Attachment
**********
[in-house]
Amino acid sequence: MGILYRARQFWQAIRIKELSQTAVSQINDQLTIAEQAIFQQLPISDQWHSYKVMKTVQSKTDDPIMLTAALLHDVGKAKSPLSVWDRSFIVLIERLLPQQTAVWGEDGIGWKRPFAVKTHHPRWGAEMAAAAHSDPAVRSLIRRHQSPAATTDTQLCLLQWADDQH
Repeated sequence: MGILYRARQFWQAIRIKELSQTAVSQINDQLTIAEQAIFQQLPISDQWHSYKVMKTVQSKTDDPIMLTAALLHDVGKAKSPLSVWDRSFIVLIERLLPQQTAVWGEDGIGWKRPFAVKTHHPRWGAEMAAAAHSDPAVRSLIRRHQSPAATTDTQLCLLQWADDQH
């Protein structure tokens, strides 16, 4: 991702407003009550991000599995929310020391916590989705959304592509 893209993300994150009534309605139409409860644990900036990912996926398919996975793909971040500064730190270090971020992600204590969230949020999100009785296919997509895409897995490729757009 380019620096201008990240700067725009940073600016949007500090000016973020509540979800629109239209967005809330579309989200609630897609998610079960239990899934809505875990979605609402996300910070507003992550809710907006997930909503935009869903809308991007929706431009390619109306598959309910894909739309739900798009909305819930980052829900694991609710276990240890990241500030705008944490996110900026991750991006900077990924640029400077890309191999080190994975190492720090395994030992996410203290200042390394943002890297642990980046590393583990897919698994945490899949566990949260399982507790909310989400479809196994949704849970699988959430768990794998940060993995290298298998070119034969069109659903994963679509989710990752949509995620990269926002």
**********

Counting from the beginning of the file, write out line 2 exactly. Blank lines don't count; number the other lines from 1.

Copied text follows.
Amino acid sequence: MGILYRARQFWQAIRIKELSQTAVSQINDQLTIAEQAIFQQLPISDQWHSYKVMKTVQSKTDDPIMLTAALLHDVGKAKSPLSVWDRSFIVLIERLLPQQTAVWGEDGIGWKRPFAVKTHHPRWGAEMAAAAHSDPAVRSLIRRHQSPAATTDTQLCLLQWADDQH